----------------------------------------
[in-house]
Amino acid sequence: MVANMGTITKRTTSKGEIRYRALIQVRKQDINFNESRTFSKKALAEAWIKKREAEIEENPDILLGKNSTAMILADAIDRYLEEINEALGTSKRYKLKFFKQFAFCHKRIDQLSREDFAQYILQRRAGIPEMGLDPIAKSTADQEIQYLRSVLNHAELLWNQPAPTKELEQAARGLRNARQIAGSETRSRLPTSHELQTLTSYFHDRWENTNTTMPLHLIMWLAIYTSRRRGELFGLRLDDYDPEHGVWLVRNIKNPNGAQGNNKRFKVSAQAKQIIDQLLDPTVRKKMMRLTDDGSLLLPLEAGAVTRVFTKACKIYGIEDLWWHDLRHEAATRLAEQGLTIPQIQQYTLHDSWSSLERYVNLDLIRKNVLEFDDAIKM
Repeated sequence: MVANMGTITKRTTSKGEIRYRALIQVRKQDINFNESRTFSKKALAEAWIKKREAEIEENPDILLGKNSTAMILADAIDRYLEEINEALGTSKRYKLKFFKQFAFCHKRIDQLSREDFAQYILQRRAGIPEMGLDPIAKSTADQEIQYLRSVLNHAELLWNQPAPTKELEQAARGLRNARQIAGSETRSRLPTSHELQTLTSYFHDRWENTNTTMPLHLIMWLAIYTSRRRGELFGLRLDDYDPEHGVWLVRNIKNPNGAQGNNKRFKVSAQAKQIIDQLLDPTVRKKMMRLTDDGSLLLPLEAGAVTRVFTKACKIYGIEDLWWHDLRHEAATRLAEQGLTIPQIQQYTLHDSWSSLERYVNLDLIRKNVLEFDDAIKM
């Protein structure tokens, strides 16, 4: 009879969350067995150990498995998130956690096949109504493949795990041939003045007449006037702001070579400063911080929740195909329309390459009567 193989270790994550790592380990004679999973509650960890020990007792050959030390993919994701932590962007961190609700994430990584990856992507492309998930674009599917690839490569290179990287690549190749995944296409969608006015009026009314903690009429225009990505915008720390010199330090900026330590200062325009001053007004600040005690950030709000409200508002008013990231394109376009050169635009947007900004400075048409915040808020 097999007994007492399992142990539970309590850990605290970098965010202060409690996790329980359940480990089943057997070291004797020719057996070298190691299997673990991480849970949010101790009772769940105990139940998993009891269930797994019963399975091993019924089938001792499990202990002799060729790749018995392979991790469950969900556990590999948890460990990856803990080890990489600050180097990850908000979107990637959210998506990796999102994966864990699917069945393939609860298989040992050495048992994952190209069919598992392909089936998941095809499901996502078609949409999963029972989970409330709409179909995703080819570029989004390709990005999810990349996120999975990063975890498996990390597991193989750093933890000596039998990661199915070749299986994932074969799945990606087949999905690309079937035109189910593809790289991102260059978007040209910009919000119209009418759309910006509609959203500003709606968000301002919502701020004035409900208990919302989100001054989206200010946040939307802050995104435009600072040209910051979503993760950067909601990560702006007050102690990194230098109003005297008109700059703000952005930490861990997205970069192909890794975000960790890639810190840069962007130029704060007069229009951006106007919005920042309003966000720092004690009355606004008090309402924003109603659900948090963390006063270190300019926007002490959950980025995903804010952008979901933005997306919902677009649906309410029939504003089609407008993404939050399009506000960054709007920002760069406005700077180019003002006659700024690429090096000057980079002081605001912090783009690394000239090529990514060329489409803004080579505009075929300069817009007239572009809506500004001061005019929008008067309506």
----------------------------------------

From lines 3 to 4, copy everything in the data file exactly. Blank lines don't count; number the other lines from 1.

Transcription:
Repeated sequence: MVANMGTITKRTTSKGEIRYRALIQVRKQDINFNESRTFSKKALAEAWIKKREAEIEENPDILLGKNSTAMILADAIDRYLEEINEALGTSKRYKLKFFKQFAFCHKRIDQLSREDFAQYILQRRAGIPEMGLDPIAKSTADQEIQYLRSVLNHAELLWNQPAPTKELEQAARGLRNARQIAGSETRSRLPTSHELQTLTSYFHDRWENTNTTMPLHLIMWLAIYTSRRRGELFGLRLDDYDPEHGVWLVRNIKNPNGAQGNNKRFKVSAQAKQIIDQLLDPTVRKKMMRLTDDGSLLLPLEAGAVTRVFTKACKIYGIEDLWWHDLRHEAATRLAEQGLTIPQIQQYTLHDSWSSLERYVNLDLIRKNVLEFDDAIKM
């Protein structure tokens, strides 16, 4: 009879969350067995150990498995998130956690096949109504493949795990041939003045007449006037702001070579400063911080929740195909329309390459009567 193989270790994550790592380990004679999973509650960890020990007792050959030390993919994701932590962007961190609700994430990584990856992507492309998930674009599917690839490569290179990287690549190749995944296409969608006015009026009314903690009429225009990505915008720390010199330090900026330590200062325009001053007004600040005690950030709000409200508002008013990231394109376009050169635009947007900004400075048409915040808020 097999007994007492399992142990539970309590850990605290970098965010202060409690996790329980359940480990089943057997070291004797020719057996070298190691299997673990991480849970949010101790009772769940105990139940998993009891269930797994019963399975091993019924089938001792499990202990002799060729790749018995392979991790469950969900556990590999948890460990990856803990080890990489600050180097990850908000979107990637959210998506990796999102994966864990699917069945393939609860298989040992050495048992994952190209069919598992392909089936998941095809499901996502078609949409999963029972989970409330709409179909995703080819570029989004390709990005999810990349996120999975990063975890498996990390597991193989750093933890000596039998990661199915070749299986994932074969799945990606087949999905690309079937035109189910593809790289991102260059978007040209910009919000119209009418759309910006509609959203500003709606968000301002919502701020004035409900208990919302989100001054989206200010946040939307802050995104435009600072040209910051979503993760950067909601990560702006007050102690990194230098109003005297008109700059703000952005930490861990997205970069192909890794975000960790890639810190840069962007130029704060007069229009951006106007919005920042309003966000720092004690009355606004008090309402924003109603659900948090963390006063270190300019926007002490959950980025995903804010952008979901933005997306919902677009649906309410029939504003089609407008993404939050399009506000960054709007920002760069406005700077180019003002006659700024690429090096000057980079002081605001912090783009690394000239090529990514060329489409803004080579505009075929300069817009007239572009809506500004001061005019929008008067309506």